Cemetery program to feature photographersPublished 12:08am Sunday, October 6, 2013
A hundred years apart, two men worked to ensure the images of historic — or, depending on your perspective in history, contemporary — Natchez were recorded in photographs.
This fall during Angels on the Bluff — the Natchez City Cemetery Association’s annual fundraiser, which features storytelling by actors of the lives of interesting people buried in the cemetery — visitors will meet both Henry Norman Sr. and Dr. Thomas H. Gandy.
Norman was the post-Civil War photographer whose extensive work documented the people and daily life of Natchez, and can still be seen on display in the Stratton Chapel Gallery at First Presbyterian Church as part of the Gandy collection.
Gandy was a long-time doctor who, in his retirement, restored hundreds of photographs taken by Norman and his son, Earl. He likewise donated 35,000 Norman photographs — negatives he acquired from Earl Norman’s widow in the 1960s — to Louisiana State University.
Natchez City Cemetery Association member Annette Holder said when deciding which famous residents of the city to depict this year, it seemed obvious to depict the two men on the same tour.
“(Photographer T.G. McCary) has been one of our actors before, and he said, ‘If you ever do Henry Norman, I want to play him,” Holder said.
“We wanted people to realize that these two men in two different centuries had this common interest in bringing this collection to life — Henry Norman as his life’s work and Dr. Gandy as his retirement’s legacy.”
McCary will be portraying Norman, and said he has admired the photographer’s work since moving to Natchez during the time Gandy was actively restoring it. Like Norman, McCary works with portraits and has a studio on Main Street.
Norman came to Natchez on a riverboat and worked as an apprentice for another photographer. Following the Civil War, his business boomed and he had his own studio by 1877, sitting portraits and photographing life in the town.
“By the time he was 30, he was being recognized as a premier photographic artist, and business continued to peak through the 1880s and 1890s,” McCary said. “He got a lot of his chemicals from Paris and New York, and he used the best materials — not only did he do the photography, but he did the developing as well.”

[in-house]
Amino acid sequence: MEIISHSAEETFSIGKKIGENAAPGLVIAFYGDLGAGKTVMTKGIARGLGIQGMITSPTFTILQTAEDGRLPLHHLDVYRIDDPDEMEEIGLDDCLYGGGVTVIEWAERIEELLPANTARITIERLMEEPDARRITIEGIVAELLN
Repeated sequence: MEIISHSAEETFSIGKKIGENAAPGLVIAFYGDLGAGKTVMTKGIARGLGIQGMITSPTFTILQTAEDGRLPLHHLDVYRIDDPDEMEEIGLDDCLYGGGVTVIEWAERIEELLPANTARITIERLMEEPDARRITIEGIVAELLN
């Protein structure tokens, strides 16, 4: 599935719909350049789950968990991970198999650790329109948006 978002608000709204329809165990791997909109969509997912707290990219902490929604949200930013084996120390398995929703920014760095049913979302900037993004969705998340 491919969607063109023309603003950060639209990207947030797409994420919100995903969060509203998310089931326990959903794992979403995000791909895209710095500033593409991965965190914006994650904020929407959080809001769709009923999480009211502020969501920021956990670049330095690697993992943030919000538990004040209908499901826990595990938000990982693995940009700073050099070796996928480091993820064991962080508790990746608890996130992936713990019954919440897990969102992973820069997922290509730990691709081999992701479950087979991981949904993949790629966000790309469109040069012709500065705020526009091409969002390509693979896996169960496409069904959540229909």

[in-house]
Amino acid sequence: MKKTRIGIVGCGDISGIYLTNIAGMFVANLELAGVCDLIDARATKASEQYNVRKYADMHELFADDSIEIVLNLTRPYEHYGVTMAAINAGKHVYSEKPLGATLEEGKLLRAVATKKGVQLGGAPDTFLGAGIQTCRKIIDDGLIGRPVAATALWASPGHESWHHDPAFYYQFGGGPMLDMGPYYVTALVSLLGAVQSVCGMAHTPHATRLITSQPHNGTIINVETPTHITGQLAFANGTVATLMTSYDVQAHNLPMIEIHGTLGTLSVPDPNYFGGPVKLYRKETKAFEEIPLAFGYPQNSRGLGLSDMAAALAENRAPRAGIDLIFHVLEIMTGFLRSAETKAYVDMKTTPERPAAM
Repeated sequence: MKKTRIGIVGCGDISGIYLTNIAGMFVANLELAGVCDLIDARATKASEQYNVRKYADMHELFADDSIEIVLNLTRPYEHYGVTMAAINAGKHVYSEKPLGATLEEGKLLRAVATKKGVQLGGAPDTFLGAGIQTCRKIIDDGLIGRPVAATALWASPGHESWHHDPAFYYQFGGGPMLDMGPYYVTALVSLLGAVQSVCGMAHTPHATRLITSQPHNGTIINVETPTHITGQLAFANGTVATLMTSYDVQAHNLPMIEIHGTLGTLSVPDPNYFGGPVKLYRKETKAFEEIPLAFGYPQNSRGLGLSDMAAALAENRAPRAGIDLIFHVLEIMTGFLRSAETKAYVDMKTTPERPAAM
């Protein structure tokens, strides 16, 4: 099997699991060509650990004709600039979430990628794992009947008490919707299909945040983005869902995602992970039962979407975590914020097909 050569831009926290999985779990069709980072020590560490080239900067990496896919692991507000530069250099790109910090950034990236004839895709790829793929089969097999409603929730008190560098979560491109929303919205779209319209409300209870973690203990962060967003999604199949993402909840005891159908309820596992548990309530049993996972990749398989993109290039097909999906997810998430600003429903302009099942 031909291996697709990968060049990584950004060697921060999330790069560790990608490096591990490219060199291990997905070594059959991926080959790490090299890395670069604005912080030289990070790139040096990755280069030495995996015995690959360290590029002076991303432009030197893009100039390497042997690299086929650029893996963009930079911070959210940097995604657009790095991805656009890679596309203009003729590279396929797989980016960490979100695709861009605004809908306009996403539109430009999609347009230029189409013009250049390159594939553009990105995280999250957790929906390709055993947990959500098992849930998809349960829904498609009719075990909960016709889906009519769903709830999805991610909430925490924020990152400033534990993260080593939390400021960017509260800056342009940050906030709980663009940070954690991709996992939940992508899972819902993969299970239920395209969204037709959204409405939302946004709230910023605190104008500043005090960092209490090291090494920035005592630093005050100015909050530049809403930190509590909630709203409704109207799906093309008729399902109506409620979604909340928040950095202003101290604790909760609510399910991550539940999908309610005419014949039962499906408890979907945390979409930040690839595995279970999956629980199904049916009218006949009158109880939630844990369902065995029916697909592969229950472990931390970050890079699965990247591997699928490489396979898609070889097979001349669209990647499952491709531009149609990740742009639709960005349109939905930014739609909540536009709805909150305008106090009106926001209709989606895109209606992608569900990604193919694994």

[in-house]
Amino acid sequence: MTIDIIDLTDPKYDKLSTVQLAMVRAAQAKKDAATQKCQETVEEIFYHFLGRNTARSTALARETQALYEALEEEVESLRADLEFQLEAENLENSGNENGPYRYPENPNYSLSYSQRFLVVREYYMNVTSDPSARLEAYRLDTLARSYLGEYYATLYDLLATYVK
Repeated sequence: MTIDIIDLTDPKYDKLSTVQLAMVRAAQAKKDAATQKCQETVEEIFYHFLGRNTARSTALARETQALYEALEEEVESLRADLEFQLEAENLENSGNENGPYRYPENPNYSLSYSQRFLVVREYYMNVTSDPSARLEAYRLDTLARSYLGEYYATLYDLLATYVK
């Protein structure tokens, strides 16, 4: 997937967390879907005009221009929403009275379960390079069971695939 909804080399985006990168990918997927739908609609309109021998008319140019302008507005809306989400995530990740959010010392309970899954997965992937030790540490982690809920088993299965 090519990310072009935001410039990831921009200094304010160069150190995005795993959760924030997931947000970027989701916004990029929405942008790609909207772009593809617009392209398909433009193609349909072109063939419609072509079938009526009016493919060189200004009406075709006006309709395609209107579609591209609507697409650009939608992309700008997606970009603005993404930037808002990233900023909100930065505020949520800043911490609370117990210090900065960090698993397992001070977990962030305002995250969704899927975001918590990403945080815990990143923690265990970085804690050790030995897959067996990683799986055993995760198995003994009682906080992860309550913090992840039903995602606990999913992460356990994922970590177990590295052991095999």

And those hand-developed photos, which Norman made using plate glass negatives, still pass the test of time as artistic accomplishments.
“I have looked back through his photos and reviewed them — his work was breathtaking,” McCary said.
Portraying Gandy will be Mike Roboski. Though he did not know Gandy, Roboski said it’s no small matter for him to be presenting the story of someone many people in the area knew, loved and remember well. He’s done some research, and he said he plans to speak with Gandy’s wife, Joan.
“It is an honor (to portray him), but there is a little bit of nervousness, because I don’t want to let those people down, especially Mrs. Gandy,” he said.
Even the little details matter, Roboski said.
“I have a goatee, and I am willing to shave it off in order to portray Dr. Gandy as best as I can — I am not going to do it half-hearted,” he said.
Other characters will make an appearance during the tour, including:
•Levi Weeks, the New Yorker who is not buried in the cemetery but who does have a marker there. Weeks was the architect for Auburn, and will be portrayed by Sam Jones.
•Brig. Gen. Charles G. Dahlgren and Rear Adm. John A. Dahlgren, who will be portrayed by the Doug Broome and David Carter, respectively. The two men were brothers on opposite sides of the Civil War.
•Jane Johnson, a woman who lived to be more than 100 years old and worked for many years at Auburn and was responsible on several occasions for keeping the house from harm. Barney Schoby Jr., who will represent the National Park Service, will tell her story.
•Rudolph Viener, an immigrant from Ukraine who moved to the area in the late 1880s. He started as a street peddler but eventually owned a wholesale grocery and cotton business. Viener will be portrayed by one of his descendants.
Holder said Viener was added into the tour this year at the prodding of a living family member.
The tour will also include a stop honoring the blues musicians of Natchez — Papa George Lightfoot, Jimmy Anderson, Elmore Williams, James Rowan, Hezekiah Early, YZ Ealey and Lil’ Poochie — whose stories will be told by Rusty Jenkins.
The blues stop will also include a musical performance in honor of the musicians by Terry Trovato, the Rev. Walton Jones, Jimmie Blanton, Kenny Jones, Bruce Scarbrough and Robert Sizemore.
Angels on the Bluff will be Nov. 7-9.
Character venues co-chair Cyndy Bailey said the Nov. 7 date was added because the tours for Nov. 8-9 had already sold out.
Tickets can be purchased at the Natchez Visitor Reception Center.
For more information, call 601-446-6345 or go online to www.visitnatchez.org.